FIG. 9 is a flowchart schematically illustrating the operation of the processor of FIG. 8.
At a step 220, “Bit Maps” are derived from the key signal K indicating the positions in the compressed frames of the logo. This will be described in more detail below with reference to FIGS. 12A and B; 13A and B; and 14A to D.
At a step 230 the controller 100 establishes an estimate of the total number of bits required to encode the current frame of the mixed video signal. To do this, it does not actually apply a rate control algorithm to the mixed video signal, but instead calculates the estimate at least in part from historical data relating to the number of bits required to encode each macroblock of the two individual source video signals A and B. This process will be described in detail below.
At the next step 245, the quantisation parameters (and other transcoding parameters) of logo macroblocks at the edge of the logo are determined as will be described in more detail below.
At a step 260 the quantisation parameters (and other transcoding parameters) of logo macroblocks which are not edge macroblocks are determined as will be described in more detail below.
Step 260 may be applied to all logo macroblocks if, as in one embodiment of the invention, step 245 is omitted.
At the step 270, a test is carried out to determine whether the motion vectors associated with the macroblocks of the mixed signal C point to valid areas of reference images. For example, a macroblock may be wholly inside video A, but its associated motion vector may point to a region replaced by video B in the reference frame. In these circumstances it would be inappropriate to use that motion vector. This process is described in detail below with the reference to FIGS. 12, 13 and 14.
Once this test is complete, the full set of re-code or re-use parameter information is sent at step 280 by the controller 100 to the encoder E2 which encodes the mixed video signal C in accordance with this information. In cases where mixing takes place between video A and video B, the controller 100 operates the switch S1 to select the output of encoder E2 for the entire frame.
The encoder E2 includes a rate control algorithm. This may be, for example, a predictive rate control algorithms such as the so-called “test model 5” of the MPEG system, or maybe a pre-encode or rehearsal type rate control algorithm such as that described in GB-A-2 306 831. In any event, the parameters applied by the controller 100 to the rate control algorithm are identical to the original compression parameters received from the decoders D1 and D3 in the case of macroblocks where it has been determined that the parameters should be re-used, and, in the case of macroblocks where it has been determined that the parameters should not be re-used, comprise an indicator flag indicating to the rate control algorithm that new parameters should be derived.
A special case here is the particular situation of an inserted logo, where in order to maintain the picture quality of the logo itself it may be desirable to specify a limit for the quantisation parameter for use on blocks containing logo material in order to set a maximum degree of harshness of the quantisation process. Again, that condition can be signaled from the controller 100 to the rate control algorithm in respect of macroblocks determined to contain primarily or all video B material. (This of course depends on a subjective decision as to whether the inserted video signal comprises a logo or other material, and this is naturally a decision made by the operator or user).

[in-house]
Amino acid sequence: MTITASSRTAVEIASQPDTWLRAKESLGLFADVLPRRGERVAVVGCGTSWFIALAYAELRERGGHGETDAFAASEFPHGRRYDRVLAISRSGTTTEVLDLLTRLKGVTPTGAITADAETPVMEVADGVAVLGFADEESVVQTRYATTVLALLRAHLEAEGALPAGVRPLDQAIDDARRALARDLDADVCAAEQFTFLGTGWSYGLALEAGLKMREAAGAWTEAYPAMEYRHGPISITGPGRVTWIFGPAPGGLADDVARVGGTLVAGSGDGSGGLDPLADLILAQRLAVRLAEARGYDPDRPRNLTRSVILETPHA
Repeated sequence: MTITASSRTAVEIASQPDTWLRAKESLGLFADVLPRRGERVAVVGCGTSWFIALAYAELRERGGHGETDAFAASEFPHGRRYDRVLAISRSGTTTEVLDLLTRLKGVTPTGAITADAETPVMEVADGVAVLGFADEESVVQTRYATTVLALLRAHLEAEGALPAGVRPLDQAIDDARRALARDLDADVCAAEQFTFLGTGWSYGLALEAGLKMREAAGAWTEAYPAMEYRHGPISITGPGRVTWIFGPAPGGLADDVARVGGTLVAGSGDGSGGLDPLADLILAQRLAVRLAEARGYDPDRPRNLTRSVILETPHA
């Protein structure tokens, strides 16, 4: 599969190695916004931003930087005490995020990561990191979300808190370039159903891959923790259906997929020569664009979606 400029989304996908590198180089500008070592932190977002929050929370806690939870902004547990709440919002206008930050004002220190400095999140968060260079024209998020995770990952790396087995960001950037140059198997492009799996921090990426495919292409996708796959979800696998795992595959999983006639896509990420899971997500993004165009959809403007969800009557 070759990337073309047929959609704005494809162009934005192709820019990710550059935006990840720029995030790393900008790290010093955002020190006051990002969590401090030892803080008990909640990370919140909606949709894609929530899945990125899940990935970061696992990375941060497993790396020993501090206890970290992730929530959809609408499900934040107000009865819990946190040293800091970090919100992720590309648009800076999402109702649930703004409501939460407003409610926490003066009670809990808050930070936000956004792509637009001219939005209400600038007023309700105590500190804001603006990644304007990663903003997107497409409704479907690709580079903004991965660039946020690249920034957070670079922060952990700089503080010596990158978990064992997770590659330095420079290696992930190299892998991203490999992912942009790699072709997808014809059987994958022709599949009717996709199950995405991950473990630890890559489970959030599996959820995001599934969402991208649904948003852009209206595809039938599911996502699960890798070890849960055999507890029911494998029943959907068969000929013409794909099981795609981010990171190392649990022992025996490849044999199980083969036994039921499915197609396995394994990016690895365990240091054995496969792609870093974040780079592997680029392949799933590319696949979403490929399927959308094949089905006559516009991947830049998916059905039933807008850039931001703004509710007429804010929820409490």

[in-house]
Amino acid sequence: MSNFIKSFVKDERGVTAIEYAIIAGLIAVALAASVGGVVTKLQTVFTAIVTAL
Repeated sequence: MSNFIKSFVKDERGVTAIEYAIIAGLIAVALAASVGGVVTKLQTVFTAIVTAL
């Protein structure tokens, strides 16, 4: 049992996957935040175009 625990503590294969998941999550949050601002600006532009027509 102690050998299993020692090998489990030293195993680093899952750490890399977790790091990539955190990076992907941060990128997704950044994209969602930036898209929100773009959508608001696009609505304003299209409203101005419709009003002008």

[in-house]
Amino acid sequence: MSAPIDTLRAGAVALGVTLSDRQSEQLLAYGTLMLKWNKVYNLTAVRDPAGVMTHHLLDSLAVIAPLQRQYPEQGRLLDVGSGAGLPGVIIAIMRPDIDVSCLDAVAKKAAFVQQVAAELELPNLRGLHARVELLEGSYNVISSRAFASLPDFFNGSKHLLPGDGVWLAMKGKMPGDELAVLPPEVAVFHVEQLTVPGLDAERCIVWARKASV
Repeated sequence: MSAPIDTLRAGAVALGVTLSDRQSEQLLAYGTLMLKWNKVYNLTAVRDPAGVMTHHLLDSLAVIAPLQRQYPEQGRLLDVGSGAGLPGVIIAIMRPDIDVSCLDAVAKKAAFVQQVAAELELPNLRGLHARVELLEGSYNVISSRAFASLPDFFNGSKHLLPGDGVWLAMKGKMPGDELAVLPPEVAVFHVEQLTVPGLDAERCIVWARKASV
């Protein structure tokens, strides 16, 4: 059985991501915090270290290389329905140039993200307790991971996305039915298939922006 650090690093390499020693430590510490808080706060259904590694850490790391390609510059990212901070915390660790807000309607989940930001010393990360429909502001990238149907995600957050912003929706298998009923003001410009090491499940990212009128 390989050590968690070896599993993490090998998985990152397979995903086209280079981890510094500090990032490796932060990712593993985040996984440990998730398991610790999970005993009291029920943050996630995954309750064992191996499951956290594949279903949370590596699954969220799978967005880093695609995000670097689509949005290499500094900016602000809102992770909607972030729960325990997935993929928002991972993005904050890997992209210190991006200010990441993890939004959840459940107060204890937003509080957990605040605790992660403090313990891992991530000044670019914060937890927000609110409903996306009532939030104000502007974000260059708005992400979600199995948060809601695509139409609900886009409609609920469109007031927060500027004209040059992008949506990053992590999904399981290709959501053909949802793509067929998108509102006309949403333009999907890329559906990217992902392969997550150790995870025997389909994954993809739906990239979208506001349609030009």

The rate control algorithm of the encoder E2 generates compression parameters for those macroblocks to be re-encoded and then the encoder E2 encodes the whole frame on the basis of the received or derived parameters.
In the following description, it is assumed by way of example that logo information (such as textual logo and maps) represented in e.g. FIG. 3 by video B is superposed over video A. It is also assumed that encoder E3 and decoder D3 of FIG. 8 are both omitted.
As described above, a key signal K is generated pixel-by-pixel in known manner. The key signal is used as described above to superimpose the logo information onto the original scene. A bit map is generated from the key signal by the controller 100.
The bit map may have pixel resolution to indicate, pixel-by-pixel, the pixel positions containing logo information.
Alternatively the bit map may have macroblock resolution to indicate the macroblocks containing logo information.
Thus the bit map indicates the pixels or macroblocks MB which contain logo information (logo areas) and these which do not (non-logo areas).
The examples of the invention discussed in the following discussion refer to the following transcoding parameters (amongst others which are used in MPEG 2);
1) Q which is the parameter defining the quantisation scales applied to a frame;
2) DCT_type, which is the parameter defining the type (field or frame) of DCT processing; and
3) Motion Vectors.
The first video bitstream A has I, P and B frames. These are decoded in decoder D, and recoded in encoder E2. The encoder E2 is controlled by controller 100 so that an I frame of the first bitstream A is recoded in stream C as I, a P frame is recoded as P, and a B frame is recoded as B.
The parameters Q and DCT-type are applied to the recoding of the combined original information and logo according to a first technique or, alternatively, according to a second technique.
A. Detecting Logo Macroblocks